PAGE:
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Please note that tax, investment, pension and ISA rules can change and the information and any views contained in this article may now be inaccurate.

The investment trust income story does not end with stocks and bonds

It is testament to the flexibility of investment trusts that they can offer exposure to such a diverse collection of potential investments. Beyond the standard form of listed companies they offer more niche interests which span from private equity to wind farms and even loans to shipping companies.

All of this means investors can access income from a variety of different sources beyond traditional asset classes like stocks and bonds, plus generating returns that are often uncorrelated to the financial markets.


The closed-ended structure of investment trusts makes them a better fit with less liquid assets such as property and other ‘alternative’ assets.

Many of the investment trusts which invest in alternative assets, often alongside equities, sit in the Association of Investment Companies’ (AIC) Flexible Investment sector which is largely made up of multi-asset funds.

The table shows the higher yielding names in this grouping with assets of £50m or more.

Tetragon Financial (TFG) invests in a mixture of bank loans, real estate, equities, credit, convertible bonds, private equity, infrastructure and TFG Asset Management, a diversified alternative asset management business.

It is possibly too complex for some investors and this is reflected in a more than 42% discount to net asset value (NAV). This discount may also reflect the difficulty of valuing the underlying assets in the portfolio. Despite these issues, broker Stifel points out that Tetragon has consistently grown its dividend since 2009.

The £475m asset Aberdeen Diversified Income & Growth (ADIG) was launched in its current format in February 2017 through the merger of BlackRock Income Strategies Trusts and Aberdeen UK Tracker. It has a wider remit than traditional multi-asset funds, investing in areas like farmland and trade finance. At 119.5p it trades at a 0.6% discount to net asset value, and investors can expect a dividend yield in the region of 4.4%.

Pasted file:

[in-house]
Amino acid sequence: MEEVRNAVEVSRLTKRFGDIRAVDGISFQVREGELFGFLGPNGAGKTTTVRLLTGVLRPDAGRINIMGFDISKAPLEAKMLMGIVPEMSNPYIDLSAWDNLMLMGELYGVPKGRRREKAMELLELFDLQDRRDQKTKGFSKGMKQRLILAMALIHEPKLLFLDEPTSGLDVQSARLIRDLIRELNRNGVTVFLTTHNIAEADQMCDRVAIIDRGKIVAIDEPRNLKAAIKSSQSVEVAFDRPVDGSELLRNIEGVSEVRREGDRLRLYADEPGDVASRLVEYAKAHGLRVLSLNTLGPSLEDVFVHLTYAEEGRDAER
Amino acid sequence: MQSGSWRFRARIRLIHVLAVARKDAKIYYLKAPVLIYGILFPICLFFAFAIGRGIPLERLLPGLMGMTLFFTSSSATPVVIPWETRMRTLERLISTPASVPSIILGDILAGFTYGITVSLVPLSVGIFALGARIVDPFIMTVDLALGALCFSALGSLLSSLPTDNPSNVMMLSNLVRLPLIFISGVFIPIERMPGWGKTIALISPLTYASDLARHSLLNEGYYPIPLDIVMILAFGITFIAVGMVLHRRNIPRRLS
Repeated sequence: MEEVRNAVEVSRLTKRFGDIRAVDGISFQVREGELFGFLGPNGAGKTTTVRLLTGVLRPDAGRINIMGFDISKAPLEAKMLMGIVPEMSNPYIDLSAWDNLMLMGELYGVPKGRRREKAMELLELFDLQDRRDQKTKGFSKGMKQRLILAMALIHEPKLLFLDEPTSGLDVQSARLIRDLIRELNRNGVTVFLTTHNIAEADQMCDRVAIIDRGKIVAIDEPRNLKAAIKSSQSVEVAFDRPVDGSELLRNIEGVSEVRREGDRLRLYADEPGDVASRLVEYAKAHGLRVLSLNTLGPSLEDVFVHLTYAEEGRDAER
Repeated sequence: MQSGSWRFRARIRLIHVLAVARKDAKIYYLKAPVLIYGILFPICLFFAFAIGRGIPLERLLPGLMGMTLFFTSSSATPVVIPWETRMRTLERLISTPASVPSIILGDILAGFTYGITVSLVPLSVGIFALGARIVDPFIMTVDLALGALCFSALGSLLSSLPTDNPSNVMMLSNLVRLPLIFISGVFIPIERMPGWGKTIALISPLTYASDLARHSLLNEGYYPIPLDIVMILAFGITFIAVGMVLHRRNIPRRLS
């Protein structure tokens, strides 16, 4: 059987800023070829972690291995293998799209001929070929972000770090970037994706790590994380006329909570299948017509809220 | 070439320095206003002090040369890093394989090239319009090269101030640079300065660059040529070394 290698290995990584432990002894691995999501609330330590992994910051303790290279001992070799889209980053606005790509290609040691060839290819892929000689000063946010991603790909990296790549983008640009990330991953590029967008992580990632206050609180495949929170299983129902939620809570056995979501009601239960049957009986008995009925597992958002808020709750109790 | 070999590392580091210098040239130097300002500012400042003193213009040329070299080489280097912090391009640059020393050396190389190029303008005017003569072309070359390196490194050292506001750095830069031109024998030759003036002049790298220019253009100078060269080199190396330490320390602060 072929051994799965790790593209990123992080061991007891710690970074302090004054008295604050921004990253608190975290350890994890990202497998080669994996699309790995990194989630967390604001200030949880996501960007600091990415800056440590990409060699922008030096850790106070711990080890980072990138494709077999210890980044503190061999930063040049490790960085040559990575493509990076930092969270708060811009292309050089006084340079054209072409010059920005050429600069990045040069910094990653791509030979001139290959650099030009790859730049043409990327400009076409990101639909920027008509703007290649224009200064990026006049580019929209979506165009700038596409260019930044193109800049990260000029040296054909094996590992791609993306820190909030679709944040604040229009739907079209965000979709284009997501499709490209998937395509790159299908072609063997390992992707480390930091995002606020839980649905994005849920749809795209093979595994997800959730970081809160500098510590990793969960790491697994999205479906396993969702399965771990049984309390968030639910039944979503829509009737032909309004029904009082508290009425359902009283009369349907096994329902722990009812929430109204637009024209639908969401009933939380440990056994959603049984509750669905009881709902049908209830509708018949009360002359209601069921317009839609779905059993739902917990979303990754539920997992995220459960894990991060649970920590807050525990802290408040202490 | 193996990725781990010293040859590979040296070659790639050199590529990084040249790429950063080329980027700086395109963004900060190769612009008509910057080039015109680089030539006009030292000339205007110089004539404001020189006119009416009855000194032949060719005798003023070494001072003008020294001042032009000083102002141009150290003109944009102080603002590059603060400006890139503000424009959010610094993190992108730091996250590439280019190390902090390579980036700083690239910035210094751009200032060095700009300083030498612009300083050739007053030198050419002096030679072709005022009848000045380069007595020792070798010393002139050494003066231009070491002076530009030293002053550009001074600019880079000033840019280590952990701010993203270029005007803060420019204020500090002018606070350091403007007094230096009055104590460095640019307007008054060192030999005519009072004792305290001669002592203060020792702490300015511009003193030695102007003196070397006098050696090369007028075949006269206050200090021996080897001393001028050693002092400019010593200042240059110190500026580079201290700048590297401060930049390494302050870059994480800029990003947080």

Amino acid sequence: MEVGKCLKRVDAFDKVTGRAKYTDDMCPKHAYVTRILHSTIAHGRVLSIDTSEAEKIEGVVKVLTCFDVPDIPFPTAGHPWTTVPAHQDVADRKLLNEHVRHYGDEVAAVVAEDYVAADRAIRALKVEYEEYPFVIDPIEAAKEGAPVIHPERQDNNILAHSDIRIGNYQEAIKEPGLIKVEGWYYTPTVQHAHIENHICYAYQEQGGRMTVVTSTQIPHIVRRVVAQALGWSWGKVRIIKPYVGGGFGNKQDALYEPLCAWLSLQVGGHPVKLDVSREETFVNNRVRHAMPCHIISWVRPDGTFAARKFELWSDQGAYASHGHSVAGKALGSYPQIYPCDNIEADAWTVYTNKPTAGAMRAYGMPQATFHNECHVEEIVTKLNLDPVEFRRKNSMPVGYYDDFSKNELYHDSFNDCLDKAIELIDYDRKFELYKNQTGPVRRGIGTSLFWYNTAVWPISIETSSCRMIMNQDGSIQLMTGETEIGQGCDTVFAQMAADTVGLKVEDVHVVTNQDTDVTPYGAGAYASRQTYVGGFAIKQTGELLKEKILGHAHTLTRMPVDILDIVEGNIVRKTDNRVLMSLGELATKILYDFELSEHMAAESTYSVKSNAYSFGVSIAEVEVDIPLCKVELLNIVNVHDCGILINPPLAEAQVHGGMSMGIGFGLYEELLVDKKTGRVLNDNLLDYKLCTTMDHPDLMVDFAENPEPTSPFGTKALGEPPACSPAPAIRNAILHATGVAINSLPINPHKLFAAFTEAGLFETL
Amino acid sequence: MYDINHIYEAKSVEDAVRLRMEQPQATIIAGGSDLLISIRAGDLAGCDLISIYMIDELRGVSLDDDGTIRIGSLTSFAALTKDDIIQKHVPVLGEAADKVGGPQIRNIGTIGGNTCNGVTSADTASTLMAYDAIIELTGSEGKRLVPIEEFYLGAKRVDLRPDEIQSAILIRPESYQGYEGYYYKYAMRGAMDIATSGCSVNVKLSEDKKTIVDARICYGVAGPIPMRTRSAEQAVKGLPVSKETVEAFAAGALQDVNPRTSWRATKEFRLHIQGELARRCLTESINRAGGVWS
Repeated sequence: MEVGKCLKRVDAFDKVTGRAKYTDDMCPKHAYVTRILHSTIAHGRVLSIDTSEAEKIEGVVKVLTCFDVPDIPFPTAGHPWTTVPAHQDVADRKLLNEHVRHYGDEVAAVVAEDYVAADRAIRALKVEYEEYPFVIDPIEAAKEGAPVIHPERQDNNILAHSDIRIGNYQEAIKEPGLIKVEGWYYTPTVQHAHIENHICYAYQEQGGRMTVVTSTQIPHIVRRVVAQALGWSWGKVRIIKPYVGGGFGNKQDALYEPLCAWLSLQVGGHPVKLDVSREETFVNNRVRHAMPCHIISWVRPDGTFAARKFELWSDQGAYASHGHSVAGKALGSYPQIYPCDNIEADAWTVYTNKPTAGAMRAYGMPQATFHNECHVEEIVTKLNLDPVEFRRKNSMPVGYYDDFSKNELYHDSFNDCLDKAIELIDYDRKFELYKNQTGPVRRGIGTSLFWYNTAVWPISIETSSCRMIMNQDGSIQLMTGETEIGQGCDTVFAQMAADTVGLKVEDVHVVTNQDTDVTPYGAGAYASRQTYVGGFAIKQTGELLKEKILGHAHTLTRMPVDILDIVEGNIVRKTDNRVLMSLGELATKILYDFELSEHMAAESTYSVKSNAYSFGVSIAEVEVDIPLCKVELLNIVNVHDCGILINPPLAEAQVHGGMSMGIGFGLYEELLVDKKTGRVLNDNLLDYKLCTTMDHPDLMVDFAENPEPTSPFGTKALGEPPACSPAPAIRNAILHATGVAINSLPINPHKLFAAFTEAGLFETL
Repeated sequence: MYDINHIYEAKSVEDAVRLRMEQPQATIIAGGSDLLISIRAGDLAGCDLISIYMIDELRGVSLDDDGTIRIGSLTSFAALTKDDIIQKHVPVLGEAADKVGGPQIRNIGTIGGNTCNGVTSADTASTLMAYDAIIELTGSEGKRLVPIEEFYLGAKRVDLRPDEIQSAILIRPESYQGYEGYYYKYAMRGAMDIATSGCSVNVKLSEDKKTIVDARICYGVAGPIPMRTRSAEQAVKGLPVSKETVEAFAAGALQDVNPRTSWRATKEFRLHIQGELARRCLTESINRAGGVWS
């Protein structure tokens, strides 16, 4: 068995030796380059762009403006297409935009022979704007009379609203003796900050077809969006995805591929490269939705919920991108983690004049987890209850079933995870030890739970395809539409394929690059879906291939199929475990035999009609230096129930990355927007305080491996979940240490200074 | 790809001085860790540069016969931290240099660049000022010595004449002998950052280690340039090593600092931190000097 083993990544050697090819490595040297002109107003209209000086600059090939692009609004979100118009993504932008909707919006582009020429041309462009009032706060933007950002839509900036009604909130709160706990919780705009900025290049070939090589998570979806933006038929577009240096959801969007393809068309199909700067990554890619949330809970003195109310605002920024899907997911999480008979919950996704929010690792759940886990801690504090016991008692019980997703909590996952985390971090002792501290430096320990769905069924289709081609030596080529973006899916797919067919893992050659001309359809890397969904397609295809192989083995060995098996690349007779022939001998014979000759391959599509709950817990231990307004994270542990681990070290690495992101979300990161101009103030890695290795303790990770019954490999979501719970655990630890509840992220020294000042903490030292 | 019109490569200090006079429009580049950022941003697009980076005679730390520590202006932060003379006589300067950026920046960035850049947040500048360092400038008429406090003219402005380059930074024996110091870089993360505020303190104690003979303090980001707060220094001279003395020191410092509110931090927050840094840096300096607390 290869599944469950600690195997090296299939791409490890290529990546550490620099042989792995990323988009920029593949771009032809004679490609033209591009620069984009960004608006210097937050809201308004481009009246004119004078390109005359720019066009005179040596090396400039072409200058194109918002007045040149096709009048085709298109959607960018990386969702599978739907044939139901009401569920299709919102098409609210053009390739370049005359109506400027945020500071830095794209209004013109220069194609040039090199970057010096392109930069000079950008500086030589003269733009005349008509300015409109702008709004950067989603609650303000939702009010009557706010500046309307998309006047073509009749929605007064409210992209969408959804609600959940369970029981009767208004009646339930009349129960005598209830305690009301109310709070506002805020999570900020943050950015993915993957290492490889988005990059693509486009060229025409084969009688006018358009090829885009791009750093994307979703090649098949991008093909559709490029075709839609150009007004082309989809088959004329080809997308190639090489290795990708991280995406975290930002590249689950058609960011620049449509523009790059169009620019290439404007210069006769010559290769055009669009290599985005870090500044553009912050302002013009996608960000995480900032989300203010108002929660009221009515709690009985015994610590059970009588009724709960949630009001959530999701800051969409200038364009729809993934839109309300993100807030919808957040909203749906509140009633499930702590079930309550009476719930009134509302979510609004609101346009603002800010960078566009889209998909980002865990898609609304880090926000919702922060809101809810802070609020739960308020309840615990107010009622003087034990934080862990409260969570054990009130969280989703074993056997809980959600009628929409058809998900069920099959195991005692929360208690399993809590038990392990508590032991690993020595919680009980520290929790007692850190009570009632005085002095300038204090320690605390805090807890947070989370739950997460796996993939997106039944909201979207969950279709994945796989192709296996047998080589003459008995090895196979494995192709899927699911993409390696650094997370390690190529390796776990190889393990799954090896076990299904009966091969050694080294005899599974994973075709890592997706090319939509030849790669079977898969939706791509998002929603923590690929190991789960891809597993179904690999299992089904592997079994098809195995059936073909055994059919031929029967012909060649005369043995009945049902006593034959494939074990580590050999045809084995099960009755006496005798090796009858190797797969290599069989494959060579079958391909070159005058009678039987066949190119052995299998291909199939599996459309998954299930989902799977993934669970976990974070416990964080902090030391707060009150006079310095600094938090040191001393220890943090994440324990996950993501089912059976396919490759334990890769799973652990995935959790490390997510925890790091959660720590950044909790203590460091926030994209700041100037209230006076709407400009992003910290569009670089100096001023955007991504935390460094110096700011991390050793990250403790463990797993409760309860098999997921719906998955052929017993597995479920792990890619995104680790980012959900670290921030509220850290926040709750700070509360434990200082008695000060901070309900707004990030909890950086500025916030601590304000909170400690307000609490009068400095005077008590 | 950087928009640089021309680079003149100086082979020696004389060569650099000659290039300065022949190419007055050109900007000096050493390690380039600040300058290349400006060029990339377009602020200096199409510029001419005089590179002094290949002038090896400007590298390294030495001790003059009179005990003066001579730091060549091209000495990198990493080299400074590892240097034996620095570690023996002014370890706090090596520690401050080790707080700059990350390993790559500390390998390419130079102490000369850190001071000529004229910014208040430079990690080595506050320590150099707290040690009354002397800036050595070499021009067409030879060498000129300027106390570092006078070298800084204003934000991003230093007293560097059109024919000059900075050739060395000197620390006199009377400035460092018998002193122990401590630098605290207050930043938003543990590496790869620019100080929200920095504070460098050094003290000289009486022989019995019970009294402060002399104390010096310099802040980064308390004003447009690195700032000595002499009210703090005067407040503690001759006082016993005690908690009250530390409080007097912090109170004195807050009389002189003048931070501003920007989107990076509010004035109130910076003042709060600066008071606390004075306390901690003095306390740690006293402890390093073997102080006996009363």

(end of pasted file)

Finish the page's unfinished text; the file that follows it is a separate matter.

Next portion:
Some trusts focus on specific types of alternative asset, perhaps most notably infrastructure.

Infrastructure as an investment theme has become increasingly popular in recent years. It is relatively uncorrelated to the equity market and can provide a predictable stream of income, often rising ahead of inflation, over the long term.

The £1.45bn takeover of John Laing Infrastructure earlier this year by a consortium of funds helped revive sentiment towards the infrastructure space which had previously suffered as the idea of private money being invested in public projects becoming more politically unpopular.

Among the investment trusts with exposure to the infrastructure space is HICL Infrastructure (HICL) which trades at a 6% premium to NAV and offers a dividend yield of 5.2% according to data from the AIC.

Other constituents of this investment trust sub-set include International Public Partnerships (INPP) and GCP        Infrastructure (GCP).


You may wonder why illiquid assets such as infrastructure projects are dominated in the closed-end space (i.e. investment trusts) rather than opened-funds (unit trusts and Oeics). The reasons why are fairly straightforward.

Investors are entitled to redeem their interest in traditional open-ended funds at net asset value, and if a large number of investors want to sell their interest in a fund at the same time the company might have to sell assets to meet these redemptions. (i.e. raise cash to pay money back to the investors).

In contrast, investment trusts – also known as investment companies – have a fixed number of shares and can trade at either a discount or premium to their net asset value based on market sentiment.

When someone wants to sell their interest in an investment trust, they are simply selling their shares to someone else in the market. The fund manager doesn’t have to do anything to the portfolio because of the buying and selling of shares between investors.

‘Structural advantages of investment companies include the ability to focus on actively managing underlying portfolios without the distractions of inflows/redemptions, which are often sentiment driven and at the wrong time in the cycle,’ says investment bank Canaccord Genuity.

In addition, open-ended funds can struggle to sell illiquid assets fast enough to meet redemptions – notably this was the case for several UK property funds in the wake of the Brexit vote in June 2016 and they had to suspend trading as a result.

The Financial Conduct Authority recently published a series of proposals which would force open-ended funds investing in illiquid assets to suspend trading in certain circumstances and for the products to be badged as having high liquidity risk. (TS)

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